5 Ways You Can Give Attention As Aid | MIT Center for Civic Media
Matt's a Research Assistant at the Center. He has spent his career at the intersection of technology and social change. He graduated with high honors from the University of Maryland College Park, where he wrote a thesis on the disruptive role of political blogs in journalism. He went on to join the strategy team at EchoDitto, a boutique consulting firm building cool technology for nonprofits, startups, and socially responsible businesses.
Then Matt attempted to save democracy by directing new media at Americans for Campaign Reform, a bi-partisan grassroots effort to enact voluntary public financing of federal campaigns. Right before Citizens United v. FEC hit, he joined the New Organizing Institute, where he helped to train the next generation of organizers. For most of this time, he also ran one of the most popular NetSquared groups in the world.
Matt's interested in pretty much everything, particularly the everything taking place at the Media Lab.
5 Ways You Can Give Attention As Aid
When we really care about a community in crisis, there's a lot more we can do than give money to a formal aid organization. In fact, the range of activities we CAN do to help, even remotely, is much greater and richer than it has ever been before.
For my Media Lab Master's thesis, I'm looking at all of the new ways people can help each other in times of crisis (mutual aid), and how information & communication technology (the internet) has amplified this peer aid.
One of the most interesting peer aid categories I have identified is the act of bringing attention to a cause, crisis, or event. I'll be speaking on this next month at the National Conference for Media Reform, with Madeleine Bair of WITNESS, Wafa Ben Hassine (the Poetic Politico), Karen Leigh of Syria Deeply, and Josh Stearns of Free Press. But in case you won't be there, I want to share where I'm at, and get your thoughts.
We know that attention has a large impact on the amount and duration of disaster relief, as measured by aid money, volunteers, and other metrics. But professional media attention to crises can be quite fickle, depending on where in the world you are, the type of crisis you face, and what other events have occurred in the same news cycle. For every person killed in a volcano eruption, 40,000 must die from drought to receive the same probability of media coverage. Similarly, 40 times more people must die in an African disaster to achieve the same expected media coverage as one eastern European (News Droughts, News Floods, and U. S. Disaster Relief).
Given the large amount of information vying for our attention, attention itself becomes a scarce and thereby valuable commodity (see Herbert Simon). The rise of participatory media has allowed many people to build their own audiences independent of broadcast media, and broadcast media itself has adjusted by mining social media for stories. In this environment, the ability to drive attention itself can be as valuable and donate-able a skill as many other volunteer activities.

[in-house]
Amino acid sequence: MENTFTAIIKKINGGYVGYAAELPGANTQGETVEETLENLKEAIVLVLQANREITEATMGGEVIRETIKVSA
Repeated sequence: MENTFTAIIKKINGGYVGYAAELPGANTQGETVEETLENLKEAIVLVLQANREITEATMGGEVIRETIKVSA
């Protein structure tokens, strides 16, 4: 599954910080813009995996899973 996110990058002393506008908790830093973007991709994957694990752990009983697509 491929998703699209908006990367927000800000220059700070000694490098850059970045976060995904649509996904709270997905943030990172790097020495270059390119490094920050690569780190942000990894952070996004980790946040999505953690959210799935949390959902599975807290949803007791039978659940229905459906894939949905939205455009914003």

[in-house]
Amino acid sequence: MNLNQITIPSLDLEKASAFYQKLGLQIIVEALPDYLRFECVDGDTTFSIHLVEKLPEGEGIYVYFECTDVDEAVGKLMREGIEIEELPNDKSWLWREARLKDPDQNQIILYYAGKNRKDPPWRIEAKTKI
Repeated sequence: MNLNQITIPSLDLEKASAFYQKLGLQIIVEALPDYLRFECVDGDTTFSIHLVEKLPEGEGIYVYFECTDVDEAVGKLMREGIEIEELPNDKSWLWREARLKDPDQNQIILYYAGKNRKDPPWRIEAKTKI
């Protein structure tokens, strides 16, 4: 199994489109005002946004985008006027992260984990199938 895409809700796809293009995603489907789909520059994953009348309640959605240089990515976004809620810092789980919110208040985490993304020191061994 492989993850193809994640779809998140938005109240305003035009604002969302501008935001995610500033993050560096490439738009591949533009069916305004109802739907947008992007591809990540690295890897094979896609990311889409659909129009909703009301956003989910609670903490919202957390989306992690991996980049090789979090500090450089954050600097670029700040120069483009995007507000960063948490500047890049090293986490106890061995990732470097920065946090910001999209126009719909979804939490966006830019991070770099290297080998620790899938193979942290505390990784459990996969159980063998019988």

Here are five ways we can give attention as aid:
1. We can marshal the attention of the broadcast media
2. We can donate the attention of our own audience via social media
3. We can pressure the new gatekeepers
4. We can ride pre-existing waves of attention
5. We can donate our visual and storytelling skills
- The proliferation of cameras, especially on cellphones, has drastically increased the chances that a person with a camera is among the witnesses of an event (See WITNESS's Cameras Everywhere report). We can create and share usable original footage and documentation of events at exponentially greater rates than the analog film era. This global trend has increased the pool of available photos and videos of events for every communications channel, from social media to advocacy groups to broadcast media outlets, the latter of which can license the citizen footage and broadcast it to far larger audiences (this is the media strategy of Human Rights Watch).
- As with other professions, publicists sometimes donate their professional attention-driving powers to undernoticed causes. The most interesting case I've found is that of Ryan Julison. Julison regularly donates his professional abilities to news stories that did not receive sufficient media attention. When he took on the story of slain teenager Trayvon Martin (on a pro bono basis), Julison was able to elevate the already-forgotten story to the national stage. Within one day of joining the effort, Julison got coverage in a syndicated Reuters article and on the national televised CBS Morning News. From here, the story went on to become one of the most-covered stories of 2012. The Reuters article itself inspired a reader to start a Change.org petition which eventually garnered over 2 million signatures calling for George Zimmerman's arrest.
- The Ad Council itself was established in 1942 to "marshal pro bono talent from the advertising and communications industries to deliver critical messages to the American public."
Crowdsourced ad-buying platforms likeLouder offer groups of people the ability to take a page from the government and countless corporations by banding together and placing their own commercials and billboards within traditional broadcast media.
Outside of the mainstream media, peer-to-peer attention tactics have become more viable thanks to larger trends in where we look for information. The act of liking a piece of content on Facebook or retweeting something on Twitter is the most criticized action of all the slacktivist strawmen. But those who attack the act of sharing as meaningless presuppose three things:
- sharing the message accomplishes nothing
- sharing is all this individual is has done, or will ever do
- this individual would be doing more to help, were it not for such an easy outlet
I haven't seen any of these three points sufficiently proven. If anything, it's possible that sharing is the first (and yes, easiest) step that can lead to more serious action as an individual begins to identify with the story. But sharing online can also have actual impact in its own right, despite representing a thin type of participation.